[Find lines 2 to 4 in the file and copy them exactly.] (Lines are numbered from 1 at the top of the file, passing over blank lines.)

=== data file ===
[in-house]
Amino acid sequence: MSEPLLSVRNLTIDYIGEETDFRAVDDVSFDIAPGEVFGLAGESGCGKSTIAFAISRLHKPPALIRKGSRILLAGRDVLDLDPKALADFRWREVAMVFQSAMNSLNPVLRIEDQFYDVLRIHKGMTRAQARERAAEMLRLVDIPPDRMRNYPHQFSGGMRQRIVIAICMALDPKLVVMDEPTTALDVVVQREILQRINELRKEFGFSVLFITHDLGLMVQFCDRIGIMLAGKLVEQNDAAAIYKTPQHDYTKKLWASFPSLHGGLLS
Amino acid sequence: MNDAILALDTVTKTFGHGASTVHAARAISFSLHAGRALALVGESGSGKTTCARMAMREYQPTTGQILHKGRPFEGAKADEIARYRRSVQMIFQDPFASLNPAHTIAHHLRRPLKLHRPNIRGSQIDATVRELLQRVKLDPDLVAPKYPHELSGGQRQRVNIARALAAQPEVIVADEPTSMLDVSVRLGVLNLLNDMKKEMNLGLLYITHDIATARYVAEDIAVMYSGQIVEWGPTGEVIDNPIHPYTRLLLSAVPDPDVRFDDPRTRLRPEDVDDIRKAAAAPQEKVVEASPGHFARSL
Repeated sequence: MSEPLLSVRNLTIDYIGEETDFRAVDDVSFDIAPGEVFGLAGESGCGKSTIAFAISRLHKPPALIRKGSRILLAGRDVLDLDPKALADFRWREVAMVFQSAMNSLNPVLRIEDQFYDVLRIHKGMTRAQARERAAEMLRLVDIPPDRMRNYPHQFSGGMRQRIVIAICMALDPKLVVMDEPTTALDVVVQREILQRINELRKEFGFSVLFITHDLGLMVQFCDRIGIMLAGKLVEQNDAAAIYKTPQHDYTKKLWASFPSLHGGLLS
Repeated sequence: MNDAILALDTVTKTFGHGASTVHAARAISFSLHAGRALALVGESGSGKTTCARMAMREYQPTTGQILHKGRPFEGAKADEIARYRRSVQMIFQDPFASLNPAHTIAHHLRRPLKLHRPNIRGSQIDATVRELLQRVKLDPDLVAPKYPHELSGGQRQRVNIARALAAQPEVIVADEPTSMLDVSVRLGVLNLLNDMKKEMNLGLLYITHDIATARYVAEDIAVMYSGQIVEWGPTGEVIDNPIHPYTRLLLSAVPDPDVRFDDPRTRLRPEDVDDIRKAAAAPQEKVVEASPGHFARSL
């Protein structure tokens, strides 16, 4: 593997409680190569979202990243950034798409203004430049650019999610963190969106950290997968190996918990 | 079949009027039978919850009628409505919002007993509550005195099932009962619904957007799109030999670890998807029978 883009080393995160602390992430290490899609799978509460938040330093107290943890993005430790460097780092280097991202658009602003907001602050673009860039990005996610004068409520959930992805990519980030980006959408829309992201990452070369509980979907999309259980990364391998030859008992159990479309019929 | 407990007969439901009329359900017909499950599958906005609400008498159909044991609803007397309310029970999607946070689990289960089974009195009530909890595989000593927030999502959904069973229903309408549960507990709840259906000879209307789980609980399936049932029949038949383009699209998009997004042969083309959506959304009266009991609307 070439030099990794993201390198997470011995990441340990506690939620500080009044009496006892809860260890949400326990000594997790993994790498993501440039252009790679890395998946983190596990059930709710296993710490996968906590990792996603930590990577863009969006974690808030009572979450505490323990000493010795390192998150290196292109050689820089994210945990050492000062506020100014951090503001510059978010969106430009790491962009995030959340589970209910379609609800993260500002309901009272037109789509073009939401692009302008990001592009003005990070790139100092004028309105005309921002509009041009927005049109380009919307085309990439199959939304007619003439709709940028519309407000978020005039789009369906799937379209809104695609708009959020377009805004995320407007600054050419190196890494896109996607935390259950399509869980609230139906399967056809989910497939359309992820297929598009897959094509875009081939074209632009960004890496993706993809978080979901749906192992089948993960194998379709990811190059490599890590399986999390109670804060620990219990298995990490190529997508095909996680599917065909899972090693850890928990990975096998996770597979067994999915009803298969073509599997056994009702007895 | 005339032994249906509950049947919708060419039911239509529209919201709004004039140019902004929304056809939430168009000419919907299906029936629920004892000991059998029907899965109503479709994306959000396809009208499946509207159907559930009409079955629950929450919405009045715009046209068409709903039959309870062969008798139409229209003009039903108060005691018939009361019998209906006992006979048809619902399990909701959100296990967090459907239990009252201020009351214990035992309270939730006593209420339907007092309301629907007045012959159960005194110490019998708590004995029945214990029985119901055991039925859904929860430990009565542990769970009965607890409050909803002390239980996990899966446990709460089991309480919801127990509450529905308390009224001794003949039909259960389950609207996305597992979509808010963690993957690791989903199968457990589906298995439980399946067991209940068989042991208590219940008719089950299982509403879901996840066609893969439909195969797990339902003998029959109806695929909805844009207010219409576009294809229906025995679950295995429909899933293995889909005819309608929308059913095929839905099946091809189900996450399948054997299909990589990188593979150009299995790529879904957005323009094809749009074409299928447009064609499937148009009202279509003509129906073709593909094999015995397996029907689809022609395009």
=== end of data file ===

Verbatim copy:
Amino acid sequence: MSEPLLSVRNLTIDYIGEETDFRAVDDVSFDIAPGEVFGLAGESGCGKSTIAFAISRLHKPPALIRKGSRILLAGRDVLDLDPKALADFRWREVAMVFQSAMNSLNPVLRIEDQFYDVLRIHKGMTRAQARERAAEMLRLVDIPPDRMRNYPHQFSGGMRQRIVIAICMALDPKLVVMDEPTTALDVVVQREILQRINELRKEFGFSVLFITHDLGLMVQFCDRIGIMLAGKLVEQNDAAAIYKTPQHDYTKKLWASFPSLHGGLLS
Amino acid sequence: MNDAILALDTVTKTFGHGASTVHAARAISFSLHAGRALALVGESGSGKTTCARMAMREYQPTTGQILHKGRPFEGAKADEIARYRRSVQMIFQDPFASLNPAHTIAHHLRRPLKLHRPNIRGSQIDATVRELLQRVKLDPDLVAPKYPHELSGGQRQRVNIARALAAQPEVIVADEPTSMLDVSVRLGVLNLLNDMKKEMNLGLLYITHDIATARYVAEDIAVMYSGQIVEWGPTGEVIDNPIHPYTRLLLSAVPDPDVRFDDPRTRLRPEDVDDIRKAAAAPQEKVVEASPGHFARSL
Repeated sequence: MSEPLLSVRNLTIDYIGEETDFRAVDDVSFDIAPGEVFGLAGESGCGKSTIAFAISRLHKPPALIRKGSRILLAGRDVLDLDPKALADFRWREVAMVFQSAMNSLNPVLRIEDQFYDVLRIHKGMTRAQARERAAEMLRLVDIPPDRMRNYPHQFSGGMRQRIVIAICMALDPKLVVMDEPTTALDVVVQREILQRINELRKEFGFSVLFITHDLGLMVQFCDRIGIMLAGKLVEQNDAAAIYKTPQHDYTKKLWASFPSLHGGLLS